Pain Centre

Updated 07 July 2014

Treating acute pain

Medical science is very efficient at treating acute pain.


Acute pain has a sudden onset, such as in the case of an injury, breaking a bone or cutting a finger. People also can experience acute pain after an operation, or dental treatment or during child labour.

What distinguishes acute pain from chronic pain, is that there is usually a specific incident that triggers acute pain, and it diminishes over time, as the injury or operation incision heals.

Medical science is very efficient at treating most cases of both acute pain. Painkillers are a recent invention, and have only really been in common use for the last four generations or so.

Read: What is pain?

There are many different ways of treating acute pain. These include medical treatments, such as medicines and surgery to relieve pain, and non-medical treatments, which could include lifestyle changes and alternative treatments.

It must be remembered that painkillers do not make the pain go away, it interferes with the pain messages your body is sending to your brain, reducing the extent to which you feel the pain.

The medical treatments include the use of three basic drug forms: non-steroidal anti-inflammatory drugs (NSAIDs),paracetamol and opioids (both strong and weak).

These can be taken orally as liquids, capsules or tablets, they can be injected, or they can be inserted into the rectum as suppositories. Some painkillers are available as ointments or creams.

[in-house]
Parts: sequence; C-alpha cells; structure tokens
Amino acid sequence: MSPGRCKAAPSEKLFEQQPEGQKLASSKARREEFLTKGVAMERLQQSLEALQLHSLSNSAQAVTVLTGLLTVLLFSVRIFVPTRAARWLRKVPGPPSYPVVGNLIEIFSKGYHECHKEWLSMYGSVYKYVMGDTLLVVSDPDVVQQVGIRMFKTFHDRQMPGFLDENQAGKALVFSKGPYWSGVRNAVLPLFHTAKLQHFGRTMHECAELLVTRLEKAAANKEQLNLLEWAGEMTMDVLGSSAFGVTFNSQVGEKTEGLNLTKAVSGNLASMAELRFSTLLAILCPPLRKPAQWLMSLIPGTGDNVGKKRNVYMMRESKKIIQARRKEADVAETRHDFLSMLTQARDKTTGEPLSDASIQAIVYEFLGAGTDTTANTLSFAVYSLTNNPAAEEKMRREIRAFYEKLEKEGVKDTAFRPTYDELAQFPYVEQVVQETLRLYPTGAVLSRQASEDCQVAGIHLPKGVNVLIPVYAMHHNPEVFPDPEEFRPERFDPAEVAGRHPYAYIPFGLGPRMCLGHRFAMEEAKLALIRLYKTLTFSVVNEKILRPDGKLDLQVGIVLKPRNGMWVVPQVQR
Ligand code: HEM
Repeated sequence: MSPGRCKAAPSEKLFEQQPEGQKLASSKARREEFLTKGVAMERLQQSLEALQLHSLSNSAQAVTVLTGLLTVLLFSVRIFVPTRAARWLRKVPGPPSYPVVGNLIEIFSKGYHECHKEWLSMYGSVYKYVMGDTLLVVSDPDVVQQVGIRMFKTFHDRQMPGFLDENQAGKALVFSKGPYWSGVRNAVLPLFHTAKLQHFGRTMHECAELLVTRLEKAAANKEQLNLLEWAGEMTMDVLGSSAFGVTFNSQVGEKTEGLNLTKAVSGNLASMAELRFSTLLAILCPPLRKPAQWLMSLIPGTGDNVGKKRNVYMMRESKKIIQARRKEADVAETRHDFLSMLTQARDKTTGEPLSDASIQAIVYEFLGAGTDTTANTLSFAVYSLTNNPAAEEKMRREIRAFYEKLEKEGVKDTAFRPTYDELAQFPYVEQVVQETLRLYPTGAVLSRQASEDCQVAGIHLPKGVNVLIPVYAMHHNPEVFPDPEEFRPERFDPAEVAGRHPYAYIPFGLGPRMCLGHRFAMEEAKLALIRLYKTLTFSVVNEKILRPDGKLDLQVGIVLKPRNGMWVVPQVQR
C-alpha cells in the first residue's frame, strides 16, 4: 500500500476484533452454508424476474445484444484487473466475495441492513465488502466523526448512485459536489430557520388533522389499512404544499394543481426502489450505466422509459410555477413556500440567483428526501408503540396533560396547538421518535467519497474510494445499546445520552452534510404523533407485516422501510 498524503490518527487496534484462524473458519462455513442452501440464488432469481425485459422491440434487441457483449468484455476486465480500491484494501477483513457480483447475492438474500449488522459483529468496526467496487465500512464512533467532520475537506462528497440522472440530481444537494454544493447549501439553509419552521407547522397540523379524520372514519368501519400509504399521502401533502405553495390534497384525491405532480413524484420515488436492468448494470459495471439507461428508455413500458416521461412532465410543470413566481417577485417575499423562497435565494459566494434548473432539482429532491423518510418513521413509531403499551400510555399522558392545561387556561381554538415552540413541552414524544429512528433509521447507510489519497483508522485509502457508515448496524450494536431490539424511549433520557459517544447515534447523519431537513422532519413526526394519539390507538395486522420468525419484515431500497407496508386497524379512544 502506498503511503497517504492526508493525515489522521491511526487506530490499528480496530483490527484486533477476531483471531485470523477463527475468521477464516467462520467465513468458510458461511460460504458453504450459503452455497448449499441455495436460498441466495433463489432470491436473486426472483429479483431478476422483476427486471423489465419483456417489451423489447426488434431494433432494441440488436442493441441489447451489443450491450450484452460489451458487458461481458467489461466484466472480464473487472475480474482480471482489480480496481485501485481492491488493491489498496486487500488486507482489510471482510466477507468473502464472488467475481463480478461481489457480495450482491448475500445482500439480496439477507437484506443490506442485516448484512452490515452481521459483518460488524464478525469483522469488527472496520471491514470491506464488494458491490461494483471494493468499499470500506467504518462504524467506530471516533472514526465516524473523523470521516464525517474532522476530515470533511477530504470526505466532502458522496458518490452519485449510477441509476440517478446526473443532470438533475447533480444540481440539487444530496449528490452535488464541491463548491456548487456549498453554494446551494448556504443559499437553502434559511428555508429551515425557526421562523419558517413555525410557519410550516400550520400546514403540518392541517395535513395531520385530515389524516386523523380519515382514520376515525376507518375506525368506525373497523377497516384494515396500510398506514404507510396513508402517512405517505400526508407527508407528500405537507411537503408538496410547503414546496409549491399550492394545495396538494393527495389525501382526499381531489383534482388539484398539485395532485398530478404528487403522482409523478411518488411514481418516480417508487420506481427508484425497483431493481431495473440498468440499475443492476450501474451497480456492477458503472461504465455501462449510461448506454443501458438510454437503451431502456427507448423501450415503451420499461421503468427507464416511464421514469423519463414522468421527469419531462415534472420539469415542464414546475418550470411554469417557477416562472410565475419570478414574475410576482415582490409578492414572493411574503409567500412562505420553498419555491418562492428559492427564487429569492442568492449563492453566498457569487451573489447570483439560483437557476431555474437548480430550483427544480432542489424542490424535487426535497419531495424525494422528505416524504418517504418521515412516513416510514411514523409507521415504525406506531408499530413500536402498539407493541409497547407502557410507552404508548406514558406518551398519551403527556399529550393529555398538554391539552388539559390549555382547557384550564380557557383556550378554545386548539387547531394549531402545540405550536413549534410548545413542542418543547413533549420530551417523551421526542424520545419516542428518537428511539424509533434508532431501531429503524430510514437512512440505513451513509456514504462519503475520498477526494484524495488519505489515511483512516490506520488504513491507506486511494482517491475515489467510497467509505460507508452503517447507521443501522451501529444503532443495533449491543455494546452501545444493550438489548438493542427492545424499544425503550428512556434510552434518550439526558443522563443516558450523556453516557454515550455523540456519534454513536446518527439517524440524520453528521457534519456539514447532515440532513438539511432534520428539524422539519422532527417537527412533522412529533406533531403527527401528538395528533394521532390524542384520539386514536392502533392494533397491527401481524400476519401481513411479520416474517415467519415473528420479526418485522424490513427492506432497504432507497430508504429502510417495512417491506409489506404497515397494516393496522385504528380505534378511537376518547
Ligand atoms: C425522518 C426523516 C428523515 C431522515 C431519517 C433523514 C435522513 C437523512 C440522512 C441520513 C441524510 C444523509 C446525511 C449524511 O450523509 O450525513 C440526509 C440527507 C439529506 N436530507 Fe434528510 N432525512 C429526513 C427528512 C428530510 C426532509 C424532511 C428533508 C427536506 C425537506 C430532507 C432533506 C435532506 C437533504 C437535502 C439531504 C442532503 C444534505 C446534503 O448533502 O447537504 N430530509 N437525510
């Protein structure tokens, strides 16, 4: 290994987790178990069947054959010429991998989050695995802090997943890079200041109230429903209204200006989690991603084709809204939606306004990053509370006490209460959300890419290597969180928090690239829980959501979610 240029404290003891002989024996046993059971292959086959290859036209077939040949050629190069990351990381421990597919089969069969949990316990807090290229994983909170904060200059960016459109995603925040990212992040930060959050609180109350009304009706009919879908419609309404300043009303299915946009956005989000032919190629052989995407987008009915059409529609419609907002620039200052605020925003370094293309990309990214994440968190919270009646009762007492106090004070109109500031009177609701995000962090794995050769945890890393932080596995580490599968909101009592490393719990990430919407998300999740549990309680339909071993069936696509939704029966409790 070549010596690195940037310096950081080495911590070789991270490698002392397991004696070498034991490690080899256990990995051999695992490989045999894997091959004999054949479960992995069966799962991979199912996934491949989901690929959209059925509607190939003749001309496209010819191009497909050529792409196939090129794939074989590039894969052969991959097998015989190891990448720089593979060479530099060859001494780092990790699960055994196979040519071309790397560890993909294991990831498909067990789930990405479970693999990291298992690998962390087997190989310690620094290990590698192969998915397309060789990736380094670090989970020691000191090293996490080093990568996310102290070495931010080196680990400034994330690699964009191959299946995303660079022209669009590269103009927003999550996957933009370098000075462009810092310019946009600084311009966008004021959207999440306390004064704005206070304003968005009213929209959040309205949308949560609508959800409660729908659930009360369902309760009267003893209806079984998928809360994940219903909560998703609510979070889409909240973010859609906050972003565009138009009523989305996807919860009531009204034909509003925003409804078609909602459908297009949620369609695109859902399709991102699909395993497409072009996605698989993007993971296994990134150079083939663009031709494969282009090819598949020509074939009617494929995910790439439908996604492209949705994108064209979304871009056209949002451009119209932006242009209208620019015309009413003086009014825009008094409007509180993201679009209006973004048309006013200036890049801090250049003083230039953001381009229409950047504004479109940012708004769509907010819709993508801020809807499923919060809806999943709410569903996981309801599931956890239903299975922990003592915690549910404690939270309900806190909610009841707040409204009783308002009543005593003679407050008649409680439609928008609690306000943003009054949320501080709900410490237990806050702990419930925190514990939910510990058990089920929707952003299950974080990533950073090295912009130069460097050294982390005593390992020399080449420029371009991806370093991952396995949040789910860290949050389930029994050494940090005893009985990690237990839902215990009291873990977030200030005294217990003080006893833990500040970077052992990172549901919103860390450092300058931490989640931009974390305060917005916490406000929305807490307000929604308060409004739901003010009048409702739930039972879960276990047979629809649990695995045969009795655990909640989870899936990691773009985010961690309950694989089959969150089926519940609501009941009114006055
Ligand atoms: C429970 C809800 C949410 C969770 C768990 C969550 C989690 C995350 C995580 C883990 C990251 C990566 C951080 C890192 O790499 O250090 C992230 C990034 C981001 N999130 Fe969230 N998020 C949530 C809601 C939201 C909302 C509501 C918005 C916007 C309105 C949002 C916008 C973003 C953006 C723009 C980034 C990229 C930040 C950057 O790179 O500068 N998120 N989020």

Read: What is acute pain?

Here’s more about these three groups:

NSAIDs. These include well-known brand names such as Voltaren and Brufen. Aspirin is also an NSAID, but is often used these days for its blood-thinning effects. NSAIDs are effective against mild to moderate pain and also against inflammation and fever. These drugs are not steroids (cortisone). This type of painkiller is often used for menstrual pain, headaches, post-operative pain, trauma, bone pain and arthritis, to name but a few. Any medicines containing aspirin can lead to an increased risk of stomach ulcers, so doctors monitor patients who use this for chronic pain.

Paracetamol. These include brand names such as Panado and Dolorol. Paracetamol is a popular painkiller and can be bought over the counter. It has few side effects, but if taken in excess of dosage instructions, can lead to liver failure. Long-term use of paracetamol for chronic pain needs to be monitored carefully for this reason. Paracetamol is used to relieve mild to moderate pain and to reduce fever. Many cold and flu remedies contain paracetamol.

Opioids. One finds weak and strong opioids. Strong opioids are most often taken in a hospital setting, and are controlled very carefully, as they can be very addictive, and can lead to drowsiness and sedation. But they are extremely effective against severe pain, such that suffered by post-operative patients or patients who have been exposed to physical trauma. Codeine and morphine and pethidine are all opioids. Weaker opioids are often taken by people who experience chronic pain. Opioids should never be taken together with other nervous system depressants such as sleeping tablets or alcohol.

Read: The importance of feeling pain

Many painkillers on the market are actually a combination of the above painkilling drugs, such as Myprodol, which contains paracetamol, ibuprofen (an NSAID) and codeine.

There are many non-medical treatment options to treat pain. These can include lifestyle changes, such as an exercise programme, a change in diet, weight loss, or rest. Alternative treatments can include hypnosis, acupuncture, massage, biofeedback, and chiropractic.

It must be remembered that everyone experiences pain differently, and that every person will respond in a different way to both medical and non-medical treatments.

Read more:

Symptoms of chronic pain
Prevention of acute pain
Diagnosing acute pain



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